Healthcare CIOs pretty much manage IT operations for their organizations, right? Well, it's not so simple anymore.
Some, like Orlando (Fla.) Health vice president and CIO Rick Schooler, also oversee supply-chain management and group purchasing. At Baylor Health Care System in Dallas, senior VP and CIO David Muntz is in charge of such things as biomedical engineering, imaging equipment management and physician telephone support. Gene Shaw, at Yuma (Ariz.) Regional Medical Center, now carries the title of VP of value transformation and CIO since he has responsibility for quality, process redesign, performance improvement, peer review and patient safety.
"The challenge of dealing with all the elements of the job at once includes handling the strange combination of minutiae involved, such as, 'I've got a broken PC,' and the big-big-picture issues, like being able to answer the question of where healthcare reform is going," Muntz tells Healthcare Informatics. "And it requires an ability to deal with very technical people and represent their interests to the board level; and then to reverse that and be able to explain to very technical people the broad, strategic issues involved," he says about his expansive role.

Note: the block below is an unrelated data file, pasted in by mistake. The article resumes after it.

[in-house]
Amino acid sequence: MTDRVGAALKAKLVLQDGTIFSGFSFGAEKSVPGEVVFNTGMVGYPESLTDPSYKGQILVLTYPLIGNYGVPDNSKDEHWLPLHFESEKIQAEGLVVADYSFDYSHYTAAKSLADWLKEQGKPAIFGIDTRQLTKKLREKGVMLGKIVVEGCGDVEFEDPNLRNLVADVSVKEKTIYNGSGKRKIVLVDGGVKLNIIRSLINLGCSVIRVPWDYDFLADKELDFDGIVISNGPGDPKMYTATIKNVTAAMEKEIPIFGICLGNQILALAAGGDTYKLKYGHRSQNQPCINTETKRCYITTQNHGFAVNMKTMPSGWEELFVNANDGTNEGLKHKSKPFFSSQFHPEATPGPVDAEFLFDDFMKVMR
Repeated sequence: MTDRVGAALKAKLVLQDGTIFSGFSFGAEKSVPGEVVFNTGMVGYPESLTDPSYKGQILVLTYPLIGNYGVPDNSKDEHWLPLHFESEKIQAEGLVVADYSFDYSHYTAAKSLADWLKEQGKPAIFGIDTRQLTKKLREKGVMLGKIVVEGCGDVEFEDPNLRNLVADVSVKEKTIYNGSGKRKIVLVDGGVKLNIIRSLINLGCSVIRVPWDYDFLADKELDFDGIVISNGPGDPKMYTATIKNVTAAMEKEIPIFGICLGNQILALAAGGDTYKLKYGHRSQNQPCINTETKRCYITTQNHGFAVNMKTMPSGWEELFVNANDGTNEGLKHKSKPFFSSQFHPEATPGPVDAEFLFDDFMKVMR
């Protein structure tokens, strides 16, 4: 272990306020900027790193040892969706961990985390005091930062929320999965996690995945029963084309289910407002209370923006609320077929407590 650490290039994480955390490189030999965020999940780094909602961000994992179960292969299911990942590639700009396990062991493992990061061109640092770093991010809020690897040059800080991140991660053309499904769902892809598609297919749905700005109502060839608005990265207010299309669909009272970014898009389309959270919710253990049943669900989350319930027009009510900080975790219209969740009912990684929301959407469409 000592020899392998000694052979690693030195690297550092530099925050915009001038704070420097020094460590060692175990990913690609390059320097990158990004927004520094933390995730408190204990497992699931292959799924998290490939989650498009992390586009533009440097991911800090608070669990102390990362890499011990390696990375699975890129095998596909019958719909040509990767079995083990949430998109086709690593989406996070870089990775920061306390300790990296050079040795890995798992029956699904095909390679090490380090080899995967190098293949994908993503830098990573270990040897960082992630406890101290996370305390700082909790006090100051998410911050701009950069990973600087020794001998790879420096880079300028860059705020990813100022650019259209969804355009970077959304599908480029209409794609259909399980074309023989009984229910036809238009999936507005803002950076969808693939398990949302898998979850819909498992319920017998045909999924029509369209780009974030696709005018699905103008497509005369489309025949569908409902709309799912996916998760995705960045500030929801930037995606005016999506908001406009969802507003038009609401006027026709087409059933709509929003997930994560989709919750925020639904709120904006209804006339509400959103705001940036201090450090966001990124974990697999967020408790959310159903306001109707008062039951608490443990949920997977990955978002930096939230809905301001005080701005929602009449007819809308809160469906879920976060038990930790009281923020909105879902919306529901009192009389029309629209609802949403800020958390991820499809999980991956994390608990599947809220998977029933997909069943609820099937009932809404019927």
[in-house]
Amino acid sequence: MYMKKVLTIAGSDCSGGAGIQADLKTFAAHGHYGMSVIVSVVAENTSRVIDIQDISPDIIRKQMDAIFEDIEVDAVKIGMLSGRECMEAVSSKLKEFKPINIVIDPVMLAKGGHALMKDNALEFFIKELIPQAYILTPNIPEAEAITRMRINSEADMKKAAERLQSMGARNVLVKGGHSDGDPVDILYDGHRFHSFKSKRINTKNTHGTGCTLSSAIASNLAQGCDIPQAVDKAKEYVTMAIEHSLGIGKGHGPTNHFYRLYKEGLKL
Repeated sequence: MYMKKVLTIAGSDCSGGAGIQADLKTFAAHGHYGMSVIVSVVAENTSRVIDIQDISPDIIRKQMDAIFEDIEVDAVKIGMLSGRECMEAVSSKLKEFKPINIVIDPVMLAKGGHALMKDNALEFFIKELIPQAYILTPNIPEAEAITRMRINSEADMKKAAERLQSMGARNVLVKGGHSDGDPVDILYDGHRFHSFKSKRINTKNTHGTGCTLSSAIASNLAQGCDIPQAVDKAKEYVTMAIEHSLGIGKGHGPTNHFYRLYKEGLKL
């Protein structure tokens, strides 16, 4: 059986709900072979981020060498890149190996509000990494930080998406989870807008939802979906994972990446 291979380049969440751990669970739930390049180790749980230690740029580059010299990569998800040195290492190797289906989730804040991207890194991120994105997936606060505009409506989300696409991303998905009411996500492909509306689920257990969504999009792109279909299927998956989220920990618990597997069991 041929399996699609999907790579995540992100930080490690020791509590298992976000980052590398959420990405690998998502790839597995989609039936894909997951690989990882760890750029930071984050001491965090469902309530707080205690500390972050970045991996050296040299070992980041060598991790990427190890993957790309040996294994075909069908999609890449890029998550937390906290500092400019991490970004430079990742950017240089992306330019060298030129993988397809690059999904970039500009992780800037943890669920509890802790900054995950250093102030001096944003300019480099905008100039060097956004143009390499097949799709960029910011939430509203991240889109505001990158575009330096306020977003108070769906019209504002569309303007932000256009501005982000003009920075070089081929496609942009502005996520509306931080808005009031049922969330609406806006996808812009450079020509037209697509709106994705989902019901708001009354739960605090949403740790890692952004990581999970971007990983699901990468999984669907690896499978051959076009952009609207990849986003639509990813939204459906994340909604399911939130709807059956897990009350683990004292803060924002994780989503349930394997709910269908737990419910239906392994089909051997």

Much of the evolution of the CIO job has to do with organizational culture and an individual's background. At Yuma, Shaw is comfortable overseeing elements of clinical quality because he is a registered nurse. Orlando Health drew upon Schooler's previous experience as well. "My fellow execs knew my background. In fact, before I had come into healthcare in 1991, I had managed areas outside as well as within IT. And then some key people left, and we did some realignment, and it just made sense to put those areas under me," Schooler says.
For more about the brave new world of the CIO:
- check out this Healthcare Informatics feature